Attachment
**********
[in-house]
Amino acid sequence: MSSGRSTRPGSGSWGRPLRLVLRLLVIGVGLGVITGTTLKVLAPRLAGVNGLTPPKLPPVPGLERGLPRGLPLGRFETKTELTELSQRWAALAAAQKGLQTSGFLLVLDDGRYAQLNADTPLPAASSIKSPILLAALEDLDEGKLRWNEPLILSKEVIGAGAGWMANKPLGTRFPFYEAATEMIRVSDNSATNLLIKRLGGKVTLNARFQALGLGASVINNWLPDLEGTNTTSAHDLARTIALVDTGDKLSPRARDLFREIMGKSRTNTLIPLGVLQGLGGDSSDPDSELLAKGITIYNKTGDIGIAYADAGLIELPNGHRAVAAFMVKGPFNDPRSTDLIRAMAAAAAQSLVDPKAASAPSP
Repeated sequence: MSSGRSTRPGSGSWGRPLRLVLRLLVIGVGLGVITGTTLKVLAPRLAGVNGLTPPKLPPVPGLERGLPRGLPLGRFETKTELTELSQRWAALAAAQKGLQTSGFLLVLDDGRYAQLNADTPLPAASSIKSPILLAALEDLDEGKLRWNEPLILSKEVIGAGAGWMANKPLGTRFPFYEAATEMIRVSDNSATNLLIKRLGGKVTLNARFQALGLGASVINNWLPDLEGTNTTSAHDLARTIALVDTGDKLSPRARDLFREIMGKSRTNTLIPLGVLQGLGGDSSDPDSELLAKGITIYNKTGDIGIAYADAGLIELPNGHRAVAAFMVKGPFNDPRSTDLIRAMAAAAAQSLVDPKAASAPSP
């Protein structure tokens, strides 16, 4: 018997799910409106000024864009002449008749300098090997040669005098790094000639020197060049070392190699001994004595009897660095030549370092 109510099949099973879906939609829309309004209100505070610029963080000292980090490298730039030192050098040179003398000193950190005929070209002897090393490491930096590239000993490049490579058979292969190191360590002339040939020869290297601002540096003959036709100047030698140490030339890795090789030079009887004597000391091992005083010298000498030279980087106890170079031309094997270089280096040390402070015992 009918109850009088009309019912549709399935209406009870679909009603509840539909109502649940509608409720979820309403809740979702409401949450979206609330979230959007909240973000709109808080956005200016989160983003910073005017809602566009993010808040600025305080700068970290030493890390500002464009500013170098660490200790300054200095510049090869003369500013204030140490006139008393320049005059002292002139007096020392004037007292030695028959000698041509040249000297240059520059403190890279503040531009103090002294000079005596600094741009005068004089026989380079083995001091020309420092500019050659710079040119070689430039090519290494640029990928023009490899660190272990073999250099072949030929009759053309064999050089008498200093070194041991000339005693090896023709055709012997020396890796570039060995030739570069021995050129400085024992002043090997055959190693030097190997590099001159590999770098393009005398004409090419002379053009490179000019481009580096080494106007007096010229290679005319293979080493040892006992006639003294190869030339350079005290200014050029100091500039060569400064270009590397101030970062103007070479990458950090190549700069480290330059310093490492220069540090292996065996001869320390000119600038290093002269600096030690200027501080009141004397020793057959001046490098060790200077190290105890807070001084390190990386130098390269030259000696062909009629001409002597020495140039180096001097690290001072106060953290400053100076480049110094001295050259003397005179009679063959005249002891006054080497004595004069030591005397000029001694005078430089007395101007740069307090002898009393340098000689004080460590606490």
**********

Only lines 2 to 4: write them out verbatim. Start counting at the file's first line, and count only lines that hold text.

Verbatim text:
Amino acid sequence: MSSGRSTRPGSGSWGRPLRLVLRLLVIGVGLGVITGTTLKVLAPRLAGVNGLTPPKLPPVPGLERGLPRGLPLGRFETKTELTELSQRWAALAAAQKGLQTSGFLLVLDDGRYAQLNADTPLPAASSIKSPILLAALEDLDEGKLRWNEPLILSKEVIGAGAGWMANKPLGTRFPFYEAATEMIRVSDNSATNLLIKRLGGKVTLNARFQALGLGASVINNWLPDLEGTNTTSAHDLARTIALVDTGDKLSPRARDLFREIMGKSRTNTLIPLGVLQGLGGDSSDPDSELLAKGITIYNKTGDIGIAYADAGLIELPNGHRAVAAFMVKGPFNDPRSTDLIRAMAAAAAQSLVDPKAASAPSP
Repeated sequence: MSSGRSTRPGSGSWGRPLRLVLRLLVIGVGLGVITGTTLKVLAPRLAGVNGLTPPKLPPVPGLERGLPRGLPLGRFETKTELTELSQRWAALAAAQKGLQTSGFLLVLDDGRYAQLNADTPLPAASSIKSPILLAALEDLDEGKLRWNEPLILSKEVIGAGAGWMANKPLGTRFPFYEAATEMIRVSDNSATNLLIKRLGGKVTLNARFQALGLGASVINNWLPDLEGTNTTSAHDLARTIALVDTGDKLSPRARDLFREIMGKSRTNTLIPLGVLQGLGGDSSDPDSELLAKGITIYNKTGDIGIAYADAGLIELPNGHRAVAAFMVKGPFNDPRSTDLIRAMAAAAAQSLVDPKAASAPSP
């Protein structure tokens, strides 16, 4: 018997799910409106000024864009002449008749300098090997040669005098790094000639020197060049070392190699001994004595009897660095030549370092 109510099949099973879906939609829309309004209100505070610029963080000292980090490298730039030192050098040179003398000193950190005929070209002897090393490491930096590239000993490049490579058979292969190191360590002339040939020869290297601002540096003959036709100047030698140490030339890795090789030079009887004597000391091992005083010298000498030279980087106890170079031309094997270089280096040390402070015992 009918109850009088009309019912549709399935209406009870679909009603509840539909109502649940509608409720979820309403809740979702409401949450979206609330979230959007909240973000709109808080956005200016989160983003910073005017809602566009993010808040600025305080700068970290030493890390500002464009500013170098660490200790300054200095510049090869003369500013204030140490006139008393320049005059002292002139007096020392004037007292030695028959000698041509040249000297240059520059403190890279503040531009103090002294000079005596600094741009005068004089026989380079083995001091020309420092500019050659710079040119070689430039090519290494640029990928023009490899660190272990073999250099072949030929009759053309064999050089008498200093070194041991000339005693090896023709055709012997020396890796570039060995030739570069021995050129400085024992002043090997055959190693030097190997590099001159590999770098393009005398004409090419002379053009490179000019481009580096080494106007007096010229290679005319293979080493040892006992006639003294190869030339350079005290200014050029100091500039060569400064270009590397101030970062103007070479990458950090190549700069480290330059310093490492220069540090292996065996001869320390000119600038290093002269600096030690200027501080009141004397020793057959001046490098060790200077190290105890807070001084390190990386130098390269030259000696062909009629001409002597020495140039180096001097690290001072106060953290400053100076480049110094001295050259003397005179009679063959005249002891006054080497004595004069030591005397000029001694005078430089007395101007740069307090002898009393340098000689004080460590606490």